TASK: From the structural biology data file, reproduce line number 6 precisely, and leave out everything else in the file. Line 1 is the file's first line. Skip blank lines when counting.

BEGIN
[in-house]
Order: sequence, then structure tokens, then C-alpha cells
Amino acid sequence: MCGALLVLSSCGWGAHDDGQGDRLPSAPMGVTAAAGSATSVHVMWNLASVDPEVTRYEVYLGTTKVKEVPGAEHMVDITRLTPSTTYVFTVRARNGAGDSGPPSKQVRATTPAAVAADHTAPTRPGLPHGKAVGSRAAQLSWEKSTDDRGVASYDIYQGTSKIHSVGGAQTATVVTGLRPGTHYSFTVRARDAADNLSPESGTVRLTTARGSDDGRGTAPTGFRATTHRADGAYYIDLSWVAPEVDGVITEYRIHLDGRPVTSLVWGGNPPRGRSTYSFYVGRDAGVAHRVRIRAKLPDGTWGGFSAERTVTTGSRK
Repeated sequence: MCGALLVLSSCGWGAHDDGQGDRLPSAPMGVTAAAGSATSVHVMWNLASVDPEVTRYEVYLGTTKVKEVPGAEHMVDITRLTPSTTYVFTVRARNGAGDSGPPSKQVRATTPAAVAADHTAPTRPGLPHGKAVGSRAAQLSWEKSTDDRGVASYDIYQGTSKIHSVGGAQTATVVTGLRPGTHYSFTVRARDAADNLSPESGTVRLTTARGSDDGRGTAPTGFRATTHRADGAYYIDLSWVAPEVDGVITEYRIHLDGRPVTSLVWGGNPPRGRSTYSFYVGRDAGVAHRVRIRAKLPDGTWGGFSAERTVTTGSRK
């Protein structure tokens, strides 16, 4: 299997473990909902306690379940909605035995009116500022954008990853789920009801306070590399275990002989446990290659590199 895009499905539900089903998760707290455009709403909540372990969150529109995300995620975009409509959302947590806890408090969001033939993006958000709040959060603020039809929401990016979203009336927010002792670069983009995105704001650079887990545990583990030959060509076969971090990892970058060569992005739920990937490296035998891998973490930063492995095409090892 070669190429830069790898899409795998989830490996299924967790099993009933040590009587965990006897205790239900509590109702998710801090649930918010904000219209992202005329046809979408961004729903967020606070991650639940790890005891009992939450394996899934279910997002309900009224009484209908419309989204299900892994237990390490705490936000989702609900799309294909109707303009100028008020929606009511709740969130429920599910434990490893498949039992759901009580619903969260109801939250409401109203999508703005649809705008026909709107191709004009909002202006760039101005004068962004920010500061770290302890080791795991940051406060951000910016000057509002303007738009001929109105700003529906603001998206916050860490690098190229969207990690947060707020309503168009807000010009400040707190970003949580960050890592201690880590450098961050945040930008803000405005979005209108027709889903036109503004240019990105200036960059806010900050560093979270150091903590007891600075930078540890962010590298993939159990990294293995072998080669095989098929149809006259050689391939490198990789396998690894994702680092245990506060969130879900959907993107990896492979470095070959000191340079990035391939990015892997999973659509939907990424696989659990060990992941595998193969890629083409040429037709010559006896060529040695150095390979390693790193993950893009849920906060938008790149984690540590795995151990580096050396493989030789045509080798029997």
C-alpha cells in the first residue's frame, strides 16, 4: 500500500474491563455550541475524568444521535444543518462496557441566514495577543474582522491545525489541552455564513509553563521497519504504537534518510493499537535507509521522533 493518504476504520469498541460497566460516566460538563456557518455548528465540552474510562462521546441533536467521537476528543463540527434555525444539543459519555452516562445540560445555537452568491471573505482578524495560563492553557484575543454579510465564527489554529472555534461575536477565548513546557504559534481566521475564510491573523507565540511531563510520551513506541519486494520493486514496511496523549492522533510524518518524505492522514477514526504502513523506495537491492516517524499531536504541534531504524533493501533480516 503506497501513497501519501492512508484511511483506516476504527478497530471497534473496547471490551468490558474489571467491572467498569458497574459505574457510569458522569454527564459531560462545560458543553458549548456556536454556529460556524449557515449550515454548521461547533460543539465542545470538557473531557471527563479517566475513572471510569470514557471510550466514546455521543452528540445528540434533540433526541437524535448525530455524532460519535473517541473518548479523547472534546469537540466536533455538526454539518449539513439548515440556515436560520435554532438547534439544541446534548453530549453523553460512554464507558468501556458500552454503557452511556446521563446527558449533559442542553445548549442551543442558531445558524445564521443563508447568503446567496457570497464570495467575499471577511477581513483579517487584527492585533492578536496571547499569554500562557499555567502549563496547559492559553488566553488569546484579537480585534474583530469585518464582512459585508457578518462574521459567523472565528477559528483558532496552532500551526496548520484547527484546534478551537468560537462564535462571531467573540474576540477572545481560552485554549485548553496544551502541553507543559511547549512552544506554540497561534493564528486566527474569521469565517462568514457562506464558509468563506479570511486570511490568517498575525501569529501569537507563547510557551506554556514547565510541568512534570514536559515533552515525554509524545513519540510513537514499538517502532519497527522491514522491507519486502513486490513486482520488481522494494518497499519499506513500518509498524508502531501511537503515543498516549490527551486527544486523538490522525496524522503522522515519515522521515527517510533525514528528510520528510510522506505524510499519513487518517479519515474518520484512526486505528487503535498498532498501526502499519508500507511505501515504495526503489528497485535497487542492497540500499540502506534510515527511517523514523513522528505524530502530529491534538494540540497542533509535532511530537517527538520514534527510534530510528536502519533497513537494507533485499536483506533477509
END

C-alpha cells in the first residue's frame, strides 16, 4: 500500500474491563455550541475524568444521535444543518462496557441566514495577543474582522491545525489541552455564513509553563521497519504504537534518510493499537535507509521522533 493518504476504520469498541460497566460516566460538563456557518455548528465540552474510562462521546441533536467521537476528543463540527434555525444539543459519555452516562445540560445555537452568491471573505482578524495560563492553557484575543454579510465564527489554529472555534461575536477565548513546557504559534481566521475564510491573523507565540511531563510520551513506541519486494520493486514496511496523549492522533510524518518524505492522514477514526504502513523506495537491492516517524499531536504541534531504524533493501533480516 503506497501513497501519501492512508484511511483506516476504527478497530471497534473496547471490551468490558474489571467491572467498569458497574459505574457510569458522569454527564459531560462545560458543553458549548456556536454556529460556524449557515449550515454548521461547533460543539465542545470538557473531557471527563479517566475513572471510569470514557471510550466514546455521543452528540445528540434533540433526541437524535448525530455524532460519535473517541473518548479523547472534546469537540466536533455538526454539518449539513439548515440556515436560520435554532438547534439544541446534548453530549453523553460512554464507558468501556458500552454503557452511556446521563446527558449533559442542553445548549442551543442558531445558524445564521443563508447568503446567496457570497464570495467575499471577511477581513483579517487584527492585533492578536496571547499569554500562557499555567502549563496547559492559553488566553488569546484579537480585534474583530469585518464582512459585508457578518462574521459567523472565528477559528483558532496552532500551526496548520484547527484546534478551537468560537462564535462571531467573540474576540477572545481560552485554549485548553496544551502541553507543559511547549512552544506554540497561534493564528486566527474569521469565517462568514457562506464558509468563506479570511486570511490568517498575525501569529501569537507563547510557551506554556514547565510541568512534570514536559515533552515525554509524545513519540510513537514499538517502532519497527522491514522491507519486502513486490513486482520488481522494494518497499519499506513500518509498524508502531501511537503515543498516549490527551486527544486523538490522525496524522503522522515519515522521515527517510533525514528528510520528510510522506505524510499519513487518517479519515474518520484512526486505528487503535498498532498501526502499519508500507511505501515504495526503489528497485535497487542492497540500499540502506534510515527511517523514523513522528505524530502530529491534538494540540497542533509535532511530537517527538520514534527510534530510528536502519533497513537494507533485499536483506533477509